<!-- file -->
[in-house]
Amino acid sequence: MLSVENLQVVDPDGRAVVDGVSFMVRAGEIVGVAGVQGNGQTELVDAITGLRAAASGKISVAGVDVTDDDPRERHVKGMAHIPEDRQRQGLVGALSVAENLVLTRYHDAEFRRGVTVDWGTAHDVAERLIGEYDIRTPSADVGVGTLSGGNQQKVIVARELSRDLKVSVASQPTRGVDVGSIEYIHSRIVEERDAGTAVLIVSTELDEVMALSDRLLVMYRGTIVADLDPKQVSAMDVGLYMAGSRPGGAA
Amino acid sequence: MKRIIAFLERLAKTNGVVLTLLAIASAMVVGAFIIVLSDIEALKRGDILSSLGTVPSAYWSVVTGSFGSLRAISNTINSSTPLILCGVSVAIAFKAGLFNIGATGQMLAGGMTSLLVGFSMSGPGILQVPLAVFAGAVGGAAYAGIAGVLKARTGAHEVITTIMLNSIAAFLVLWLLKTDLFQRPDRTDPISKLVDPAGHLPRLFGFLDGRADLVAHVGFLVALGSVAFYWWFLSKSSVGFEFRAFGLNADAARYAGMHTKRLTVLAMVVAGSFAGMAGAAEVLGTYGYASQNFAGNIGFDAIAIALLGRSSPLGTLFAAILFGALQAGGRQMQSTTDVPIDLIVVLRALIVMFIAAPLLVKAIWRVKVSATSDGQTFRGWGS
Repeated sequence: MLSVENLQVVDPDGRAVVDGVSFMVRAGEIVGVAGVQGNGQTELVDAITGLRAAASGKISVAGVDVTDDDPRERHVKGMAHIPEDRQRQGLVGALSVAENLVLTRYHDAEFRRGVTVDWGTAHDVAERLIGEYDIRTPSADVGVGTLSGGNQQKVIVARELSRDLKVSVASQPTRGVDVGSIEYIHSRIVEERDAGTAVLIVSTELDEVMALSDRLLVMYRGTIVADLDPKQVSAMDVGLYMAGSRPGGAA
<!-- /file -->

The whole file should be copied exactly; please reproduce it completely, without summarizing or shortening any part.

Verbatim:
[in-house]
Amino acid sequence: MLSVENLQVVDPDGRAVVDGVSFMVRAGEIVGVAGVQGNGQTELVDAITGLRAAASGKISVAGVDVTDDDPRERHVKGMAHIPEDRQRQGLVGALSVAENLVLTRYHDAEFRRGVTVDWGTAHDVAERLIGEYDIRTPSADVGVGTLSGGNQQKVIVARELSRDLKVSVASQPTRGVDVGSIEYIHSRIVEERDAGTAVLIVSTELDEVMALSDRLLVMYRGTIVADLDPKQVSAMDVGLYMAGSRPGGAA
Amino acid sequence: MKRIIAFLERLAKTNGVVLTLLAIASAMVVGAFIIVLSDIEALKRGDILSSLGTVPSAYWSVVTGSFGSLRAISNTINSSTPLILCGVSVAIAFKAGLFNIGATGQMLAGGMTSLLVGFSMSGPGILQVPLAVFAGAVGGAAYAGIAGVLKARTGAHEVITTIMLNSIAAFLVLWLLKTDLFQRPDRTDPISKLVDPAGHLPRLFGFLDGRADLVAHVGFLVALGSVAFYWWFLSKSSVGFEFRAFGLNADAARYAGMHTKRLTVLAMVVAGSFAGMAGAAEVLGTYGYASQNFAGNIGFDAIAIALLGRSSPLGTLFAAILFGALQAGGRQMQSTTDVPIDLIVVLRALIVMFIAAPLLVKAIWRVKVSATSDGQTFRGWGS
Repeated sequence: MLSVENLQVVDPDGRAVVDGVSFMVRAGEIVGVAGVQGNGQTELVDAITGLRAAASGKISVAGVDVTDDDPRERHVKGMAHIPEDRQRQGLVGALSVAENLVLTRYHDAEFRRGVTVDWGTAHDVAERLIGEYDIRTPSADVGVGTLSGGNQQKVIVARELSRDLKVSVASQPTRGVDVGSIEYIHSRIVEERDAGTAVLIVSTELDEVMALSDRLLVMYRGTIVADLDPKQVSAMDVGLYMAGSRPGGAA